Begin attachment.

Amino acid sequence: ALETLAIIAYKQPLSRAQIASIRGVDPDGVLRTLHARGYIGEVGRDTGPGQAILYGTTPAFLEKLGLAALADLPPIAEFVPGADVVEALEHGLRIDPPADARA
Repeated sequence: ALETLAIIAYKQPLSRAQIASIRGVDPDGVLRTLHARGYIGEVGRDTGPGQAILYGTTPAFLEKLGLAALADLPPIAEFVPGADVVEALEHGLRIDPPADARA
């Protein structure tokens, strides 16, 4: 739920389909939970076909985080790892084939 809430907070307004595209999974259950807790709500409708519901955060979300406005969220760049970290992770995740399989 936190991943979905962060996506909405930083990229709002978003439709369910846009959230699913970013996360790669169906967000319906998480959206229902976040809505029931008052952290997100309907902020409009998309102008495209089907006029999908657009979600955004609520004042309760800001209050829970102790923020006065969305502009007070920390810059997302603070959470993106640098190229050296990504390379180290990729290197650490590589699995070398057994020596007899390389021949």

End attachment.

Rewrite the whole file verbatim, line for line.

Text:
Amino acid sequence: ALETLAIIAYKQPLSRAQIASIRGVDPDGVLRTLHARGYIGEVGRDTGPGQAILYGTTPAFLEKLGLAALADLPPIAEFVPGADVVEALEHGLRIDPPADARA
Repeated sequence: ALETLAIIAYKQPLSRAQIASIRGVDPDGVLRTLHARGYIGEVGRDTGPGQAILYGTTPAFLEKLGLAALADLPPIAEFVPGADVVEALEHGLRIDPPADARA
């Protein structure tokens, strides 16, 4: 739920389909939970076909985080790892084939 809430907070307004595209999974259950807790709500409708519901955060979300406005969220760049970290992770995740399989 936190991943979905962060996506909405930083990229709002978003439709369910846009959230699913970013996360790669169906967000319906998480959206229902976040809505029931008052952290997100309907902020409009998309102008495209089907006029999908657009979600955004609520004042309760800001209050829970102790923020006065969305502009007070920390810059997302603070959470993106640098190229050296990504390379180290990729290197650490590589699995070398057994020596007899390389021949």